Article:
I am an Ironman update

Posted on June 6, 2012

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I made some good progress with this project over the last month. I have been away for most of May and so blogging has taken a back seat. This does not mean that I have been standing still – I have been working on several projects in parallel.

Whilst I was away in Lanzarote I had the opportunity to make portraits of several of my ironman friends. The more I have worked on this project the more I am starting to think that the project is really about documenting my extended Ironman ‘family’.I have been participating in the sport for about 8 years and over this time my wife and I have made many new friends all over the world. These people are the subjects for my work. For me what is striking about the group  is that they are just ordinary people. Ordinary that is except that they have all elected to take on one of the most physically demanding sports, Ironman triathlon.

I am moving towards the idea of calling the work ‘Ironman Family’ and to explain the work as a documentary piece recording my extended ‘family’ of Ironman friends. ‘Family’ portraits are normally associated with the ‘snapshot’ aesthetic and sitters are conditioned by social conventions for such portraiture. Familiy ‘snapshots’ tend to document the positive side of life – happy events such as births, weddings, parties and such like. People feel that they should smile, embrace one another and perhaps clown around. In many instances it is likely that the facial expressions and body language do not represent how the people depicted are really feeling.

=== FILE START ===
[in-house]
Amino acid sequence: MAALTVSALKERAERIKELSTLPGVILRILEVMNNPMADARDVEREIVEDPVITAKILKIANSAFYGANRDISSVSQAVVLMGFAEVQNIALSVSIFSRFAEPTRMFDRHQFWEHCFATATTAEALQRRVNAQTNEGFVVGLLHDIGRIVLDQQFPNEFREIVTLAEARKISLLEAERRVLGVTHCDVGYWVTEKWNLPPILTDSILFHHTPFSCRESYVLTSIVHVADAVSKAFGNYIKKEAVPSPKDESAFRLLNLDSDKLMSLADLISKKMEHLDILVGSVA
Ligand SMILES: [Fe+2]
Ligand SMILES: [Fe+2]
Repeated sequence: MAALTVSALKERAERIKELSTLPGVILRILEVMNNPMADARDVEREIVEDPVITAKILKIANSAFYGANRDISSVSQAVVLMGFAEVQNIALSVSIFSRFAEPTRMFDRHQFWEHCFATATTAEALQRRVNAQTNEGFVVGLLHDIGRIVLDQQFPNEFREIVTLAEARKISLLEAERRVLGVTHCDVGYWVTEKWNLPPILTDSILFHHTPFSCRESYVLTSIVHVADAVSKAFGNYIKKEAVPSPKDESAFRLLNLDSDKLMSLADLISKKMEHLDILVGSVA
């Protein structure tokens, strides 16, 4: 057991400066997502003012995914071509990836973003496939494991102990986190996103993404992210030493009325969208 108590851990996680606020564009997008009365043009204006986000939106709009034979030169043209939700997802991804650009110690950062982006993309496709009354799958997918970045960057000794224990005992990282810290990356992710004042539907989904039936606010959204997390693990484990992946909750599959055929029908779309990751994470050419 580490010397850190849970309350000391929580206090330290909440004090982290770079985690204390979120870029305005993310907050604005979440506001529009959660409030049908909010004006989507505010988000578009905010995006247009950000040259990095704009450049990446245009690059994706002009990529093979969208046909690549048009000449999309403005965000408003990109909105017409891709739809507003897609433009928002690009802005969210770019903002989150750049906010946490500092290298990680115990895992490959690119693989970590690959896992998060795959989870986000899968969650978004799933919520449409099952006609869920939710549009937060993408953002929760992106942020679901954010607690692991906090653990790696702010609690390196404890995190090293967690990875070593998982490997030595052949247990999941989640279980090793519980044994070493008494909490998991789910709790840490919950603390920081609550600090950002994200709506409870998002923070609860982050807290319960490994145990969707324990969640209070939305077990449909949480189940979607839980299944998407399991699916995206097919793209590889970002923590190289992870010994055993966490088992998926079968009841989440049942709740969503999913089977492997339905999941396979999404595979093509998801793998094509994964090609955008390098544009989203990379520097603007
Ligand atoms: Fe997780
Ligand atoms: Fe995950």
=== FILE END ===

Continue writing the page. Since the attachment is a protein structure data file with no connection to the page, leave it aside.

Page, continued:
In documenting my extended ‘Ironman’ family I wanted to get away from the ‘snapshot’ aesthetic. To do this I decided to use a formal  approach for making the portraits. I elected to use a medium format camera, studio lights and a plain background. This approach slows the whole process down and adds an element of gravitas to the proceedings. Beforehand, I asked each of my subjects to wear something which signifies their status as an Ironman. This could mean dressing up in race kit, or simply wearing finisher’s bracelets. It was their choice. During the shoot my instructions to them were brief. I asked them to look into the camera, to relax and to be themselves. I have found that this whole process disarms my subjects as they no longer know what is expected of them. I sense that this has created a tension, which may be evident in their facial expressions and body language. This of course my view, it will be up to others viewing the portraits to form their own opinion.

I have now captured 14 portraits. In total I am hoping to build a portfolio of around 30. The collage below presents the current state of play.

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